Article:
PRS-powered disease risk reporting

George Busby, Allelica CSO & Co-Founder

We’ve previously written about how you can use Allelica’s DISCOVER software to build new polygenic risk scores (PRS) and to deploy them at scale with PREDICT. While a PRS provides an accurate assessment of someone’s genetic liability of disease, this number on its own provides little value. We need to provide additional context for the score to have clinical relevance. In this article, we’re going to cover the approach that we’ve taken at Allelica to provide disease risk estimates from a raw polygenic risk score.

To illustrate how we go from PRS to risk assessment and reporting, we’re going to follow the steps involved in generating a breast cancer risk report for a hypothetical woman called Maria.

Predicting disease risk with PRS

PRS panels can contain variants with positive effect sizes which increase risk, and variants with negative effect sizes that decrease risk. This means that the higher Maria’s PRS, the greater the amount of disease risk that is conferred by her genes. It also means that the actual values of an individual PRS can be positive or negative, depending on both the PRS panel used and the individual’s genetic background.

When we ran Allelica’s breast cancer PRS on Maria, we got a score of 0.11. As it’s positive, this number suggests that Maria has more alleles contributing to her disease risk than reducing it, but this can’t be used on its own to estimate her actual genetic disease risk. To get that, we need to compare this score to a distribution of scores from a reference population.

The distribution of PRS in a population is normally distributed

So what does a reference population look like? In a perfect world, we’d have a population of ‘Marias’, each of whom would live in the same place and share the same environment as ‘our’ Maria. We’d also want their genetic ancestry to be the same (more on this later). We’d want to control these things as much as possible so that the only thing that differs between each of these ‘Marias’ is their PRS and their disease state, which we’d also know. Using this matched population of ‘Marias’ we could build a distribution of breast cancer PRS and compare Maria’s score to estimate where in this distribution her score lands.

We calculated Maria’s raw PRS for breast cancer and compared it to a reference distribution (left). To enable interpretation and to define quantiles of the PRS distribution, the PRS distribution is standardized to have a mean of 0 and standard deviation of 1 (right). From her standardized score, we can see that Maria’s PRS is 1.4 standard deviations away from the average score.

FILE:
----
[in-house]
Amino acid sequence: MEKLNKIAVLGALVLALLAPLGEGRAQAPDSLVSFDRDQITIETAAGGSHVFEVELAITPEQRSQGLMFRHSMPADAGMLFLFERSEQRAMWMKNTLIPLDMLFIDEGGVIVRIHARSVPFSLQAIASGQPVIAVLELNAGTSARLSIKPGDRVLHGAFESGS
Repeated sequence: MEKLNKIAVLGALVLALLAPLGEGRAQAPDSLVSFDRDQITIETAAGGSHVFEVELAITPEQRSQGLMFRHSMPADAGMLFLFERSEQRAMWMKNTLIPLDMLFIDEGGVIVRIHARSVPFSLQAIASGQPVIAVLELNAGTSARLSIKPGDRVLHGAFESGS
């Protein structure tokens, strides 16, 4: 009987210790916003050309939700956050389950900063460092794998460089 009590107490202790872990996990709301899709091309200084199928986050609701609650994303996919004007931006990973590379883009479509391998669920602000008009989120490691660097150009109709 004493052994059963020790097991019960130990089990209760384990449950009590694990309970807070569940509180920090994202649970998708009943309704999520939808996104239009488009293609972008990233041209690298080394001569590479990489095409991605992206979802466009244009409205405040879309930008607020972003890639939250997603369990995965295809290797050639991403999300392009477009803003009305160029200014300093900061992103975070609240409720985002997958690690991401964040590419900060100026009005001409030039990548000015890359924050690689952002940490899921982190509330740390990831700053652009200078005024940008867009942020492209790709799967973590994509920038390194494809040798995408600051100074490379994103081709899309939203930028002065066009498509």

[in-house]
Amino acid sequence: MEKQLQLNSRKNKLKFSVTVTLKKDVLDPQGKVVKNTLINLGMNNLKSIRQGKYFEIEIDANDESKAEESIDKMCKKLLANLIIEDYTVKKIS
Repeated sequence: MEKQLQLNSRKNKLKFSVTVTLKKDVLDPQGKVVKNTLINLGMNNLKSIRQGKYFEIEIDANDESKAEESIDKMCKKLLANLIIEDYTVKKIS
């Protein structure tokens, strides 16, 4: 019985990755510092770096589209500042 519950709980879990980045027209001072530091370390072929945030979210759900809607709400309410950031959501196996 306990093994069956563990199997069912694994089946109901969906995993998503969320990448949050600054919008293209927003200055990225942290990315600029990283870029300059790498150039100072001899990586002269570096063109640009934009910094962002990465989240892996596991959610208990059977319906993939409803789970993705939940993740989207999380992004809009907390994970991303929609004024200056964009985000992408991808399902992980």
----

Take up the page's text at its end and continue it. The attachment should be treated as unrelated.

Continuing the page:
We can now place Maria’s PRS within this distribution to assess how her value of 0.11 compares to others. We first standardize the distribution of PRS to have a mean of 0 and standard deviation of 1. This helps with interpretation and allows us to split this reference distribution into 100 equal sized bins — or percentiles — and see which percentile Maria’s PRS falls into. Here we can see that her standardized PRS value of 1.41 places her in the 91st percentile.

The reference population is divided into percentiles to identify where Maria’s PRS lands. (In this chart we show only where the deciles fall.) Her PRS, marked by the red line, is in the 91st percentile of the distribution.

So far, so good. But before we continue we need to backtrack a bit. Remember that we said that ideally we’d generate a distribution of scores from a population of ‘Marias’? In reality, this doesn’t exist. People’s environments differ; their diet and exercise levels differ; their physiology differs; and of course their DNA differs. What’s more, we don’t have access to genetic and other clinical information for most of the world’s population, so we don’t have the luxury of being able to pick from a large pool of useful data.